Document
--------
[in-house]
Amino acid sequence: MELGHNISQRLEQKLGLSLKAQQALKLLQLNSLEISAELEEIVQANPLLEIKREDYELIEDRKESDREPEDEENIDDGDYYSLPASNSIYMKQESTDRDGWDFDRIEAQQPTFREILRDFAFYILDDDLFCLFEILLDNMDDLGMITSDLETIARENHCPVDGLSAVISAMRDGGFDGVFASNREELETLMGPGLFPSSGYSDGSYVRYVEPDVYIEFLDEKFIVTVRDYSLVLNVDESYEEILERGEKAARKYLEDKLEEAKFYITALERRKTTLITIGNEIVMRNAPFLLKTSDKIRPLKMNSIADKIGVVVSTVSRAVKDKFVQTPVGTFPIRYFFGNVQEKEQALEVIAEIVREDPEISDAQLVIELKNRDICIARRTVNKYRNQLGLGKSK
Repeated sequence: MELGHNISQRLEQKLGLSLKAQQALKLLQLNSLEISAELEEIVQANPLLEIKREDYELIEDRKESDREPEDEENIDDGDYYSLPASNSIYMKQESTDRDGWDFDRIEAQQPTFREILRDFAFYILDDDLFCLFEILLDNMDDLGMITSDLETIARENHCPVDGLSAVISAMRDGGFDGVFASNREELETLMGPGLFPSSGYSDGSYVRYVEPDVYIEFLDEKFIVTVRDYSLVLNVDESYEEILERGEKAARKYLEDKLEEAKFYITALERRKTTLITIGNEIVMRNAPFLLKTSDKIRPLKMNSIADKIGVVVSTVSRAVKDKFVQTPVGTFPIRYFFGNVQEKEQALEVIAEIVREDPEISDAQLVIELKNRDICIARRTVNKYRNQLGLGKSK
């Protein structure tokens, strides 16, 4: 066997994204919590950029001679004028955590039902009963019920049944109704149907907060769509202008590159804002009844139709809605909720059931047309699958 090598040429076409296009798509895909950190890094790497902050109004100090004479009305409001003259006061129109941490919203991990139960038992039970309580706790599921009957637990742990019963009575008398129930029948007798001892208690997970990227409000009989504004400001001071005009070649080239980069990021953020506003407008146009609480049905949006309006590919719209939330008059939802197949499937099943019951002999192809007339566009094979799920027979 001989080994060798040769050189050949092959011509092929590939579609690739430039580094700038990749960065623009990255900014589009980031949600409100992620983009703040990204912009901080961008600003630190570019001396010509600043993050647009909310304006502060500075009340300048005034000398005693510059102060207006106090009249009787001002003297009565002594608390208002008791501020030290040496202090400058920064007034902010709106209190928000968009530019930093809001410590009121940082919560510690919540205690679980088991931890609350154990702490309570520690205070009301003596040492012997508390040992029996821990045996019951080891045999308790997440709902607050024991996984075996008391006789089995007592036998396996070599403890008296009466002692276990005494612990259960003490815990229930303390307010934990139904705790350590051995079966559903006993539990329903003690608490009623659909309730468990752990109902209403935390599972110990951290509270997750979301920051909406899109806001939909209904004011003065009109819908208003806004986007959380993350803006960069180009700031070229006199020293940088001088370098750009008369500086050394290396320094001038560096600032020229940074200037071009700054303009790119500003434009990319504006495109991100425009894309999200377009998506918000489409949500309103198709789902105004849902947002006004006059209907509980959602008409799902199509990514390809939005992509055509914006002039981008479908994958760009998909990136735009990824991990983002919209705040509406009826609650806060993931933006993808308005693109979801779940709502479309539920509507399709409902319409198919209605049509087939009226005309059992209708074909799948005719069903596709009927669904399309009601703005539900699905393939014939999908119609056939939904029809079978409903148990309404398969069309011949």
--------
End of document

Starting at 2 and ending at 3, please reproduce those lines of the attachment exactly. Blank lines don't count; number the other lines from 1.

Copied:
Amino acid sequence: MELGHNISQRLEQKLGLSLKAQQALKLLQLNSLEISAELEEIVQANPLLEIKREDYELIEDRKESDREPEDEENIDDGDYYSLPASNSIYMKQESTDRDGWDFDRIEAQQPTFREILRDFAFYILDDDLFCLFEILLDNMDDLGMITSDLETIARENHCPVDGLSAVISAMRDGGFDGVFASNREELETLMGPGLFPSSGYSDGSYVRYVEPDVYIEFLDEKFIVTVRDYSLVLNVDESYEEILERGEKAARKYLEDKLEEAKFYITALERRKTTLITIGNEIVMRNAPFLLKTSDKIRPLKMNSIADKIGVVVSTVSRAVKDKFVQTPVGTFPIRYFFGNVQEKEQALEVIAEIVREDPEISDAQLVIELKNRDICIARRTVNKYRNQLGLGKSK
Repeated sequence: MELGHNISQRLEQKLGLSLKAQQALKLLQLNSLEISAELEEIVQANPLLEIKREDYELIEDRKESDREPEDEENIDDGDYYSLPASNSIYMKQESTDRDGWDFDRIEAQQPTFREILRDFAFYILDDDLFCLFEILLDNMDDLGMITSDLETIARENHCPVDGLSAVISAMRDGGFDGVFASNREELETLMGPGLFPSSGYSDGSYVRYVEPDVYIEFLDEKFIVTVRDYSLVLNVDESYEEILERGEKAARKYLEDKLEEAKFYITALERRKTTLITIGNEIVMRNAPFLLKTSDKIRPLKMNSIADKIGVVVSTVSRAVKDKFVQTPVGTFPIRYFFGNVQEKEQALEVIAEIVREDPEISDAQLVIELKNRDICIARRTVNKYRNQLGLGKSK